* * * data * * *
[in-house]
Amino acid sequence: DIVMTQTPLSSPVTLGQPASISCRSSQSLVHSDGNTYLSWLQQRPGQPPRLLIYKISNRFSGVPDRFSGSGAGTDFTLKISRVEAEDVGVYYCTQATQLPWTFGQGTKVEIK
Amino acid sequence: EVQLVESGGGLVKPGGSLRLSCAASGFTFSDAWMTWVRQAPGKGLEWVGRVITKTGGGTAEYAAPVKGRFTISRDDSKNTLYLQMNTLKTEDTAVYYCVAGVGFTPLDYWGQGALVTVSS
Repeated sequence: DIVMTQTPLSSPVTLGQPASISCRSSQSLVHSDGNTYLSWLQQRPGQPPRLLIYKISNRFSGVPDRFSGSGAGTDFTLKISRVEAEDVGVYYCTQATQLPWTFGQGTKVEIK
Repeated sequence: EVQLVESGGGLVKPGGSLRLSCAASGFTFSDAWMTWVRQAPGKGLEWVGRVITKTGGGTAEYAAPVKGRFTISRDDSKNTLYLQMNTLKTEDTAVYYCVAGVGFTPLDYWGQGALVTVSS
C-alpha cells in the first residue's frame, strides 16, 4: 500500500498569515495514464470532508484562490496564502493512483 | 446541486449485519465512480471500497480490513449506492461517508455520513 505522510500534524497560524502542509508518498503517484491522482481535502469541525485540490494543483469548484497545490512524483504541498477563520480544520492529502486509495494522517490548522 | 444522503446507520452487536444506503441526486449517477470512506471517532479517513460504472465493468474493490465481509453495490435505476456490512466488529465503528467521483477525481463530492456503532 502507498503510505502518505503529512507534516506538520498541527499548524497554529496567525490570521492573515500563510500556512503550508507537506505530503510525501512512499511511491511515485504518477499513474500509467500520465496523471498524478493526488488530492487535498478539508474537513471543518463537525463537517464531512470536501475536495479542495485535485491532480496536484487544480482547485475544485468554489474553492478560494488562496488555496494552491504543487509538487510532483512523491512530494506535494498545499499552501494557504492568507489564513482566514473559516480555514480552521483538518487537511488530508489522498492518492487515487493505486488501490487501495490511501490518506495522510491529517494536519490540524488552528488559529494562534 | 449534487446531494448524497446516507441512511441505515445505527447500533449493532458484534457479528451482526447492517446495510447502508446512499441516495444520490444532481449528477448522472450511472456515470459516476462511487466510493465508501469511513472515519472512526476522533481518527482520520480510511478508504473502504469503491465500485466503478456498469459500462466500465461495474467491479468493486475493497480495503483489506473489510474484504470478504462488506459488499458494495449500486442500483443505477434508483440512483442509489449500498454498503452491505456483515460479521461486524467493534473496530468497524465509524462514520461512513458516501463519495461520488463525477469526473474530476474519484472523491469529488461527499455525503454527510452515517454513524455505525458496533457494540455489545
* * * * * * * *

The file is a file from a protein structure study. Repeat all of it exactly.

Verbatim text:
[in-house]
Amino acid sequence: DIVMTQTPLSSPVTLGQPASISCRSSQSLVHSDGNTYLSWLQQRPGQPPRLLIYKISNRFSGVPDRFSGSGAGTDFTLKISRVEAEDVGVYYCTQATQLPWTFGQGTKVEIK
Amino acid sequence: EVQLVESGGGLVKPGGSLRLSCAASGFTFSDAWMTWVRQAPGKGLEWVGRVITKTGGGTAEYAAPVKGRFTISRDDSKNTLYLQMNTLKTEDTAVYYCVAGVGFTPLDYWGQGALVTVSS
Repeated sequence: DIVMTQTPLSSPVTLGQPASISCRSSQSLVHSDGNTYLSWLQQRPGQPPRLLIYKISNRFSGVPDRFSGSGAGTDFTLKISRVEAEDVGVYYCTQATQLPWTFGQGTKVEIK
Repeated sequence: EVQLVESGGGLVKPGGSLRLSCAASGFTFSDAWMTWVRQAPGKGLEWVGRVITKTGGGTAEYAAPVKGRFTISRDDSKNTLYLQMNTLKTEDTAVYYCVAGVGFTPLDYWGQGALVTVSS
C-alpha cells in the first residue's frame, strides 16, 4: 500500500498569515495514464470532508484562490496564502493512483 | 446541486449485519465512480471500497480490513449506492461517508455520513 505522510500534524497560524502542509508518498503517484491522482481535502469541525485540490494543483469548484497545490512524483504541498477563520480544520492529502486509495494522517490548522 | 444522503446507520452487536444506503441526486449517477470512506471517532479517513460504472465493468474493490465481509453495490435505476456490512466488529465503528467521483477525481463530492456503532 502507498503510505502518505503529512507534516506538520498541527499548524497554529496567525490570521492573515500563510500556512503550508507537506505530503510525501512512499511511491511515485504518477499513474500509467500520465496523471498524478493526488488530492487535498478539508474537513471543518463537525463537517464531512470536501475536495479542495485535485491532480496536484487544480482547485475544485468554489474553492478560494488562496488555496494552491504543487509538487510532483512523491512530494506535494498545499499552501494557504492568507489564513482566514473559516480555514480552521483538518487537511488530508489522498492518492487515487493505486488501490487501495490511501490518506495522510491529517494536519490540524488552528488559529494562534 | 449534487446531494448524497446516507441512511441505515445505527447500533449493532458484534457479528451482526447492517446495510447502508446512499441516495444520490444532481449528477448522472450511472456515470459516476462511487466510493465508501469511513472515519472512526476522533481518527482520520480510511478508504473502504469503491465500485466503478456498469459500462466500465461495474467491479468493486475493497480495503483489506473489510474484504470478504462488506459488499458494495449500486442500483443505477434508483440512483442509489449500498454498503452491505456483515460479521461486524467493534473496530468497524465509524462514520461512513458516501463519495461520488463525477469526473474530476474519484472523491469529488461527499455525503454527510452515517454513524455505525458496533457494540455489545